(Pocket-lint) - Nikon has actually launched two DLSR cameras today. The first is the Nikon D800, the second is the D800E, "the ultimate alternative", the "special edition", as Nikon refers to it.
The D800E is based on the D800. Actually, it's the same camera, with all the same features, except for one major difference. The Nikon D800E has had the optical filter modified to remove the anti-aliasing characteristics.
The anti-aliasing filter, sometimes known as the optical low-pass filter, removes unwanted interference, such as moiré patterning, that can occur on particular subjects, especially common on textures such as meshes or patterned surfaces - clothes, brick walls or netting, for example.
In digital imaging, this often happens because the grid of the sensor and the grid of the pattern have different alignment or the resolution of the sensor isn't high enough to accurately sample patterning in the scene, or both. Anti-aliasing filters are generally included in all digital cameras in some form, with medium format cameras being the notable exception.
The trade-off for avoiding the interference in images is a slight reduction in sharpness and often brightness. For most users, it's an acceptable compromise, but for those few that want the best possible results from the 36.3-megapixel sensor, then the Nikon D800E might be of interest.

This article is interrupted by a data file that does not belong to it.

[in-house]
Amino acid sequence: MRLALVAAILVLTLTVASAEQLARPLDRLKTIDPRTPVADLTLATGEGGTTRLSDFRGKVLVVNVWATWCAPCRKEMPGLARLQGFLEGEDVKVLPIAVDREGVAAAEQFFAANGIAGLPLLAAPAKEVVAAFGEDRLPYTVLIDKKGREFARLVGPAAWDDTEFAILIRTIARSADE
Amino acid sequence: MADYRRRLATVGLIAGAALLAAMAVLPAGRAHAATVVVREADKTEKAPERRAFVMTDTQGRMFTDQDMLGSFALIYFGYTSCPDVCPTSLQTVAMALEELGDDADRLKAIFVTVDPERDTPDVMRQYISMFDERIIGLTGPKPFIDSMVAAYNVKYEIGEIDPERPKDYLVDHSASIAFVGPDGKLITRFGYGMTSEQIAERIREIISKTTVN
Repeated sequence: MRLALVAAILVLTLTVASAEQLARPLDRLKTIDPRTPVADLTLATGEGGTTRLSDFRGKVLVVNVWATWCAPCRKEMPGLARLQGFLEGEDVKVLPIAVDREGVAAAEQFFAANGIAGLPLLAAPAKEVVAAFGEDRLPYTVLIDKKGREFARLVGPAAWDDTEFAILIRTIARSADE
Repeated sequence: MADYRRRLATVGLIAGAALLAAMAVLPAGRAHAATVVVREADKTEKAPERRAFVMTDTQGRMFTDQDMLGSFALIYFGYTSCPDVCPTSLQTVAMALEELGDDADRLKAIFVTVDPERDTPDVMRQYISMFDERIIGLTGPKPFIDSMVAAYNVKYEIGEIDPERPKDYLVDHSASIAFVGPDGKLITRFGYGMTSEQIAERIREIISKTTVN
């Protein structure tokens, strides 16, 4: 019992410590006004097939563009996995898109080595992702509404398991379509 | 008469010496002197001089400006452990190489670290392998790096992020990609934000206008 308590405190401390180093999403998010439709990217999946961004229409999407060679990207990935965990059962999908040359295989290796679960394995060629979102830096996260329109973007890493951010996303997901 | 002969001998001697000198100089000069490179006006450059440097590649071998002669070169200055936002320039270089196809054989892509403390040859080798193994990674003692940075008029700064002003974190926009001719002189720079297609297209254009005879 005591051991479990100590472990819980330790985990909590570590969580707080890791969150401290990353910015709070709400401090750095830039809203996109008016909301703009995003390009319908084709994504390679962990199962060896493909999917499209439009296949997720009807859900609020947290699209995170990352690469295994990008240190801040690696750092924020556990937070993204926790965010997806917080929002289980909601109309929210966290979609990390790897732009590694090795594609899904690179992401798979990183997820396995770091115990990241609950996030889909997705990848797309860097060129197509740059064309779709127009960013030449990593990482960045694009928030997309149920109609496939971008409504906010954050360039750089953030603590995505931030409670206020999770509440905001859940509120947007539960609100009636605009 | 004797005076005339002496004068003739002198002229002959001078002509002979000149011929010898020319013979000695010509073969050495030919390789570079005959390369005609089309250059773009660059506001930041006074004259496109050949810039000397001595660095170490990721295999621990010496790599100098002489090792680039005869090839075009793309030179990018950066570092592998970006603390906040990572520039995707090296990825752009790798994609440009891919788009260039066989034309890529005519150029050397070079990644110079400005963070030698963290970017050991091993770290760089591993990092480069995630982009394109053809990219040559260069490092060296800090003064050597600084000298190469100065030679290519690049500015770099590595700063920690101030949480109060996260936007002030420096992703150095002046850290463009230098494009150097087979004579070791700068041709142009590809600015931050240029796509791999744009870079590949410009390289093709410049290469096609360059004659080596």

To demonstrate the sort of difference you can expect, Nikon used the image below, which is a crop from a snowy mountain scene (resized here, but you can still see the difference).
While you won't have to pay the same sort of prices as you would to get an AA filter-free camera of the PhaseOne or Hasselblad variety, there is a small premium. The Nikon D800E will cost you £2689.99.
When asked what proportion of buyers would opt for the D800E over the D800, Jeremy Gilbert, group marketing manager of Nikon UK, said he thought it would be "around 10 per cent". Nikon D800E availability will be through selected retailers, in particular those who can better service the needs of advanced photographers, from 12 April 2012.